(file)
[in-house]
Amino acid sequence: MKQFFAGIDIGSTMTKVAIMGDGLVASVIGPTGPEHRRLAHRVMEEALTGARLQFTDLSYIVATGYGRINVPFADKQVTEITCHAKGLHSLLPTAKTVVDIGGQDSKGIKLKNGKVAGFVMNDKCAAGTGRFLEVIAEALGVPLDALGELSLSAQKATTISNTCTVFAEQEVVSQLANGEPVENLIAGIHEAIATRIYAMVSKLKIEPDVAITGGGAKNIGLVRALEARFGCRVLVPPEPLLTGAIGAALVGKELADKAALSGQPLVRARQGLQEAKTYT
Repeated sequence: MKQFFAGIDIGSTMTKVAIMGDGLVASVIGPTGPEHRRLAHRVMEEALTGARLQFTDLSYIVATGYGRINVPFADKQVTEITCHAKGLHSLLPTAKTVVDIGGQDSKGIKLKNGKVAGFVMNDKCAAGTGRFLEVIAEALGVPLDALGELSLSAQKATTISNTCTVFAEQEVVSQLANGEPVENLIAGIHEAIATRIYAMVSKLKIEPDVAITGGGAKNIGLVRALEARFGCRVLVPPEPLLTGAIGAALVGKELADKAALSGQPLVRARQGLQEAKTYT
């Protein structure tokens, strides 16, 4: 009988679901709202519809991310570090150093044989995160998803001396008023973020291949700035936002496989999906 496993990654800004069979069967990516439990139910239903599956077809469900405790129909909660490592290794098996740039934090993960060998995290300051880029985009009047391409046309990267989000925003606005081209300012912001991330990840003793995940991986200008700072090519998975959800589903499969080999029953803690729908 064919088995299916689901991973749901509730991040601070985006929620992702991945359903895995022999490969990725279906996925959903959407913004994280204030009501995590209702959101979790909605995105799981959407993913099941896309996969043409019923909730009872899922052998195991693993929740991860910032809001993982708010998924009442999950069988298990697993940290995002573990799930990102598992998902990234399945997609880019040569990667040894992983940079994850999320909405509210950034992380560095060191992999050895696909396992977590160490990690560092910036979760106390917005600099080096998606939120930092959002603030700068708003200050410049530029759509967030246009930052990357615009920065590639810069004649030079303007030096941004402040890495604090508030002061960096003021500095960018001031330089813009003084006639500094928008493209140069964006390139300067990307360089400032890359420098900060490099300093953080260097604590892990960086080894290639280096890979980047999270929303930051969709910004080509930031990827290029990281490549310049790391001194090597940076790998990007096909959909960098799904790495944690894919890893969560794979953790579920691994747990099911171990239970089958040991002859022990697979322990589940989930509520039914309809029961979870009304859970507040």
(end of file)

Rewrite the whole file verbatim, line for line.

[in-house]
Amino acid sequence: MKQFFAGIDIGSTMTKVAIMGDGLVASVIGPTGPEHRRLAHRVMEEALTGARLQFTDLSYIVATGYGRINVPFADKQVTEITCHAKGLHSLLPTAKTVVDIGGQDSKGIKLKNGKVAGFVMNDKCAAGTGRFLEVIAEALGVPLDALGELSLSAQKATTISNTCTVFAEQEVVSQLANGEPVENLIAGIHEAIATRIYAMVSKLKIEPDVAITGGGAKNIGLVRALEARFGCRVLVPPEPLLTGAIGAALVGKELADKAALSGQPLVRARQGLQEAKTYT
Repeated sequence: MKQFFAGIDIGSTMTKVAIMGDGLVASVIGPTGPEHRRLAHRVMEEALTGARLQFTDLSYIVATGYGRINVPFADKQVTEITCHAKGLHSLLPTAKTVVDIGGQDSKGIKLKNGKVAGFVMNDKCAAGTGRFLEVIAEALGVPLDALGELSLSAQKATTISNTCTVFAEQEVVSQLANGEPVENLIAGIHEAIATRIYAMVSKLKIEPDVAITGGGAKNIGLVRALEARFGCRVLVPPEPLLTGAIGAALVGKELADKAALSGQPLVRARQGLQEAKTYT
């Protein structure tokens, strides 16, 4: 009988679901709202519809991310570090150093044989995160998803001396008023973020291949700035936002496989999906 496993990654800004069979069967990516439990139910239903599956077809469900405790129909909660490592290794098996740039934090993960060998995290300051880029985009009047391409046309990267989000925003606005081209300012912001991330990840003793995940991986200008700072090519998975959800589903499969080999029953803690729908 064919088995299916689901991973749901509730991040601070985006929620992702991945359903895995022999490969990725279906996925959903959407913004994280204030009501995590209702959101979790909605995105799981959407993913099941896309996969043409019923909730009872899922052998195991693993929740991860910032809001993982708010998924009442999950069988298990697993940290995002573990799930990102598992998902990234399945997609880019040569990667040894992983940079994850999320909405509210950034992380560095060191992999050895696909396992977590160490990690560092910036979760106390917005600099080096998606939120930092959002603030700068708003200050410049530029759509967030246009930052990357615009920065590639810069004649030079303007030096941004402040890495604090508030002061960096003021500095960018001031330089813009003084006639500094928008493209140069964006390139300067990307360089400032890359420098900060490099300093953080260097604590892990960086080894290639280096890979980047999270929303930051969709910004080509930031990827290029990281490549310049790391001194090597940076790998990007096909959909960098799904790495944690894919890893969560794979953790579920691994747990099911171990239970089958040991002859022990697979322990589940989930509520039914309809029961979870009304859970507040």